What matters most to you?
Think about it. When faced with this question, what's the first answer that comes to mind?
What matters most to you?
When I was looking at my work and my pathway some time last year, I asked that question. Again and again. As I pondered on what I'd do next with my life, my career, I asked myself: "What matters most to you?"
My kids. My family. It was automatic. No hesitation. I know.
It wasn't blogging or networking. It wasn't about making it to "popularity lists" or becoming known as Miss Influential. It wasn't even art or writing or any of my personal dreams.
My kids and family matter most.
Following that thought pattern, I looked deeply in to what kind of work would suit me best knowing what matters most to me.
Almost the same time as my last Big Project ended for me, I received an offer to do postgraduate studies in a University here in Adelaide. The degree: Master of Teaching, Junior Primary/Primary (additional specialty in Special Education).
Working with Kids.
It was a strange sensation, thinking about it. A career change? A shift in my personal direction? Or, is it just a way of bringing me back on track?
You see, the idea of working with kids has always been something I harboured.
The fact that my first (and so far, only) book published is a Children's Book is probably one big clue about this matter. Plus, some of my first writing gigs were for kid/family/education-focused publications.
And yes, I did teach and tutor in the Philippines. I even considered doing it full-time at some stage.
Even when I was practising in Psychology, I wanted to do Child and/or Educational Psychology. In fact, my first official psych work in Singapore was at a school there.
However, other opportunities came along - and I became sidetracked.
Somehow, though, the idea keeps coming back.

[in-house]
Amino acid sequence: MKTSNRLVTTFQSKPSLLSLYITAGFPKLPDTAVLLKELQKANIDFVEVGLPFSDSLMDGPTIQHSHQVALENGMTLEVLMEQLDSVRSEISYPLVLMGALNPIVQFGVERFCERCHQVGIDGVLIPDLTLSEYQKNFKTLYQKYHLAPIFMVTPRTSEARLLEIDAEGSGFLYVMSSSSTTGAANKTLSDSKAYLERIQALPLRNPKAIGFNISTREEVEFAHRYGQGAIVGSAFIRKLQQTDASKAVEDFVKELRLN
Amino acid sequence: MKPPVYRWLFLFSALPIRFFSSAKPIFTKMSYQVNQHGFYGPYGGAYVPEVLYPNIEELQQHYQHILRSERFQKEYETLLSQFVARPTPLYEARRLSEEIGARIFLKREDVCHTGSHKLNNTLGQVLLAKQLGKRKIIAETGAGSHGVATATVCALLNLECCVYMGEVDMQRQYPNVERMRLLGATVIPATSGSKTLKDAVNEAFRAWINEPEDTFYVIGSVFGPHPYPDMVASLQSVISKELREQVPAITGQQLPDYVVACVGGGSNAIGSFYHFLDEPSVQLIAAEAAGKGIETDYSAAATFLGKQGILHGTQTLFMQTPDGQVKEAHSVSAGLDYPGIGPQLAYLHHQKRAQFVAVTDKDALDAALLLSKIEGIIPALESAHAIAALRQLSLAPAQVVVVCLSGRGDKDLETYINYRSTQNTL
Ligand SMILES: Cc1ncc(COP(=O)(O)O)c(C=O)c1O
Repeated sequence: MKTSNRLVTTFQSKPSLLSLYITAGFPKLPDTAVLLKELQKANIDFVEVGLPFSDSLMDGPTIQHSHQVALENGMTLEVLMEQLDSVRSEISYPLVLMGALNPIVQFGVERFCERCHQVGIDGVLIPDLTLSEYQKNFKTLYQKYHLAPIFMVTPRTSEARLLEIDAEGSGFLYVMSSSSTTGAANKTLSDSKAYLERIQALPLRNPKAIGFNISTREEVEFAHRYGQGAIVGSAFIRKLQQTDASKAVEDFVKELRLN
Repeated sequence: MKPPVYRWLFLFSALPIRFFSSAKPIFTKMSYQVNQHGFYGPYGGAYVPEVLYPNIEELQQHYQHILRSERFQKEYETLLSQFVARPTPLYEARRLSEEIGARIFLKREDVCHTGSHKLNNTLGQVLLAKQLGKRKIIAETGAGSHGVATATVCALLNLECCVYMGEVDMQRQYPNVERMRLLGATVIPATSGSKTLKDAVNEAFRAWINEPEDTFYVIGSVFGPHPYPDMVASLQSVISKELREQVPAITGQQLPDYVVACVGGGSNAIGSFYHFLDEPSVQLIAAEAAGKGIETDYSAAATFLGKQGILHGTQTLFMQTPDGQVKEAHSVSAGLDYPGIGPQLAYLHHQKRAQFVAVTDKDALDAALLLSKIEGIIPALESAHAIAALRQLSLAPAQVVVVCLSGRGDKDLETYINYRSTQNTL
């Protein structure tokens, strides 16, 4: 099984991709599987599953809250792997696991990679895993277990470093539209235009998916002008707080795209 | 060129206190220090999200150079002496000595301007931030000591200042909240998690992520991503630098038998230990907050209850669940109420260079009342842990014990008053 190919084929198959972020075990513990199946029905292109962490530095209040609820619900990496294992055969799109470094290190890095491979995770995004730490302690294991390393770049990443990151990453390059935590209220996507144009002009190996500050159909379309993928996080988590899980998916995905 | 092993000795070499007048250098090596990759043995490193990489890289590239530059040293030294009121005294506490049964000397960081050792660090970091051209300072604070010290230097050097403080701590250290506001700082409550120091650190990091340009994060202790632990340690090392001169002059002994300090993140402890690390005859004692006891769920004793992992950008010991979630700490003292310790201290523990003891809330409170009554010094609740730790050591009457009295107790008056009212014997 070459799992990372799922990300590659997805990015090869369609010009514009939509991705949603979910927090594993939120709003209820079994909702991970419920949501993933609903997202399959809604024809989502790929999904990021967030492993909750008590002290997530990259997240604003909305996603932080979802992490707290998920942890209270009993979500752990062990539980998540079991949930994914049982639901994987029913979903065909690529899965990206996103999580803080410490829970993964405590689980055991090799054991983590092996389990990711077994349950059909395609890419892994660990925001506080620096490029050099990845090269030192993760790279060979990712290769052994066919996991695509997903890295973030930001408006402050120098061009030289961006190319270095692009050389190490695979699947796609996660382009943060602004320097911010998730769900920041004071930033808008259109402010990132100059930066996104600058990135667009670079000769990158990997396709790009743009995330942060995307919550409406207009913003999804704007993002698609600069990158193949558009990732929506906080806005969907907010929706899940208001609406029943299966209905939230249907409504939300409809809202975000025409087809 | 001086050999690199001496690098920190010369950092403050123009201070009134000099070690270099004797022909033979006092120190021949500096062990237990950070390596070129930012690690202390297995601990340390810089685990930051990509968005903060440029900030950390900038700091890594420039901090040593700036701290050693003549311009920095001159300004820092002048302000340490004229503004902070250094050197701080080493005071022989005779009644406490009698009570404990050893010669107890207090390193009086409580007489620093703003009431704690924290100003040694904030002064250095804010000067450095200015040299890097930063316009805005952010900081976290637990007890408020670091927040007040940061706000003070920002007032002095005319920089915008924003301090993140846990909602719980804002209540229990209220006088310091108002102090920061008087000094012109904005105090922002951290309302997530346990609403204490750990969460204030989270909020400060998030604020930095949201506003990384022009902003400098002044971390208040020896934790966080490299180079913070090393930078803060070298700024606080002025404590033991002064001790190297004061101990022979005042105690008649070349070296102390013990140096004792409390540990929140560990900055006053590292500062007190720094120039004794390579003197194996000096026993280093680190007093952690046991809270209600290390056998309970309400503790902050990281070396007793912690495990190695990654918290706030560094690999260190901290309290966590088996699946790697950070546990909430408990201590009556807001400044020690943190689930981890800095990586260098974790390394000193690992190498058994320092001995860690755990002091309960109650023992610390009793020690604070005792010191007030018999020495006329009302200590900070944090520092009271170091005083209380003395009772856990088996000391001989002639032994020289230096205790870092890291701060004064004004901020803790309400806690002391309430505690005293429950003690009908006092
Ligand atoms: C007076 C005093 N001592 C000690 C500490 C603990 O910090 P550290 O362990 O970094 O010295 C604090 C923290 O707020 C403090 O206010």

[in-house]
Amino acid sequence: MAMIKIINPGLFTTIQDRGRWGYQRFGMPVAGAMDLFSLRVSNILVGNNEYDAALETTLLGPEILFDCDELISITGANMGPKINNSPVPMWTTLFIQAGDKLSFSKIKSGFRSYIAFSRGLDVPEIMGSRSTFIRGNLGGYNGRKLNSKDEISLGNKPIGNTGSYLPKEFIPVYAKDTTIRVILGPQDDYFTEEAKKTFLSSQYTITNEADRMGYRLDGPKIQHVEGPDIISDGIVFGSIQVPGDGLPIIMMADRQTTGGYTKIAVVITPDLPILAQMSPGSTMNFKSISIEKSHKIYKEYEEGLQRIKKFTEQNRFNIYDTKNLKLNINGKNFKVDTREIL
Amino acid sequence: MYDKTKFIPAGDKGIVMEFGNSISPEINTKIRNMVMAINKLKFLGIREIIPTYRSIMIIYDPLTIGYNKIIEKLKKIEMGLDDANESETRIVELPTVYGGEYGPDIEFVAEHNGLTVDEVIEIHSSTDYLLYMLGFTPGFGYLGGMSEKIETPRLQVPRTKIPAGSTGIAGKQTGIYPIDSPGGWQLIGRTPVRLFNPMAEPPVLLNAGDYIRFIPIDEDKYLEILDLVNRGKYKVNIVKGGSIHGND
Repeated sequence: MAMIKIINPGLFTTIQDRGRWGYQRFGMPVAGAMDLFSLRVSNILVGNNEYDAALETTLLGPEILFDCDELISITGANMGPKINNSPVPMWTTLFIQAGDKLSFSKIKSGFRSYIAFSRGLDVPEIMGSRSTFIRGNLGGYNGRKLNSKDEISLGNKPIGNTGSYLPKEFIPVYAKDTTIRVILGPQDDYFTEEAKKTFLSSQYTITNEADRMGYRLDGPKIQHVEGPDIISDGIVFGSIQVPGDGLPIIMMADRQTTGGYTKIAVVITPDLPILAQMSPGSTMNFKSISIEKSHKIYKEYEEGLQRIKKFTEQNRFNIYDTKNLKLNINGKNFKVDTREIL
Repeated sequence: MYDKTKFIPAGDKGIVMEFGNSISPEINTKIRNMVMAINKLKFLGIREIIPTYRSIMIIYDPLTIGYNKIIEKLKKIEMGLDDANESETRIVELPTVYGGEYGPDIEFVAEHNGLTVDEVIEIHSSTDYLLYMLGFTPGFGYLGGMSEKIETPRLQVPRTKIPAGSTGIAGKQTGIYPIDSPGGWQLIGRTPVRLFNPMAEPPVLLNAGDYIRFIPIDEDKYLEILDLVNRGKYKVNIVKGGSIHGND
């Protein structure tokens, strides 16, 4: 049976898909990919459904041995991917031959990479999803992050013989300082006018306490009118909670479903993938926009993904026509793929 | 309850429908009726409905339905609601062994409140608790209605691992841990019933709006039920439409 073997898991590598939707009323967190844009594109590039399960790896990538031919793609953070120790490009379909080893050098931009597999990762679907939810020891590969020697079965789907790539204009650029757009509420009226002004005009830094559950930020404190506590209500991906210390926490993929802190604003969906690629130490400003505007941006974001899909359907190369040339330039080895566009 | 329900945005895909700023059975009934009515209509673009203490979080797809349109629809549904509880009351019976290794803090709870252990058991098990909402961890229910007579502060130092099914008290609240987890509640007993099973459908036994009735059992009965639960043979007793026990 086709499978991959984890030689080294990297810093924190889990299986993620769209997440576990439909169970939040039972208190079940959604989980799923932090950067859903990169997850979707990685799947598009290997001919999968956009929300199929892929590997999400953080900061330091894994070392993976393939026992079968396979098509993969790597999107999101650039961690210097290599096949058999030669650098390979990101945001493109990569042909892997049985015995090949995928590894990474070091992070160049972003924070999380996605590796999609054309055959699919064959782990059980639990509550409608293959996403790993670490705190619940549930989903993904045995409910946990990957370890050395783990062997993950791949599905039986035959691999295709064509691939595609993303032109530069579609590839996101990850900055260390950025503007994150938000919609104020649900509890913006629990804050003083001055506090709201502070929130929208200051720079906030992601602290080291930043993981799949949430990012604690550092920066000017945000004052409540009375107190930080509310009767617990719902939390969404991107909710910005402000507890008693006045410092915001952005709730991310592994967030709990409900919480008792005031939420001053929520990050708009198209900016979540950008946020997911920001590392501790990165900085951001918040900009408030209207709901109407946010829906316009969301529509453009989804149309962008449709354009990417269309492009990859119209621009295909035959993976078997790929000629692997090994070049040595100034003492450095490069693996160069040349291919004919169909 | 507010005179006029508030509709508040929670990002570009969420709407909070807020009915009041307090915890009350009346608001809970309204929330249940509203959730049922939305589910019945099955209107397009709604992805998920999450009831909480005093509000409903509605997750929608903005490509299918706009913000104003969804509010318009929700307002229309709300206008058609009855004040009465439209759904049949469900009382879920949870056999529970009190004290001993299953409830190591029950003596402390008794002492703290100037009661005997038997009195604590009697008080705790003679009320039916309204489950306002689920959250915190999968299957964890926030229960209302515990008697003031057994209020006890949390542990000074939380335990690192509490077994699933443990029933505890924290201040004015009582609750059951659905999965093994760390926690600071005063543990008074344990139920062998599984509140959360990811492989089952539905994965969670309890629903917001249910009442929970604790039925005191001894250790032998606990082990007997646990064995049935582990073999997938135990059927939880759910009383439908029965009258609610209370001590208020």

Working with kids? My heart was already jumping with excitement at the thought of it.
After some soul searching and further research, I accepted the postgrad study offer. I didn't know how my experiences and expertise in Media, Social Web, and Psychology would all fit in to my new pathway, but it didn't matter at the time. I knew I was on a new, exciting adventure!
As my mind shifted from my old web-community paradigm to my new working-with-kids-and-education one, something struck me.
Like an imaginary bridge connecting my "old life" to my new one, I saw this project beginning to take form. Not exactly a Eureka! moment, but it certainly felt close to one.
And, not long after, I started working on KIDoosh (kidoosh.com), a content and community network for parents, teachers, and other carer of kids (mostly ages 12 and below).
So no, it's not just a blog. Nor a blog network. It's not even a megablog or a megasite. Or, whatever it is people on the interwebs call 'em nowadays. 😉
However, as it currently stands, it's mostly just a number of sites/blogs linked together with some social networking and such thrown in using WordPress MU and a number of add-ons to make it all work together. But, I want it to be much more than that. I definitely have other hopes and plans for KIDoosh. It's just a matter of time, finding the right people, finance, and all that crazy business and development jazz.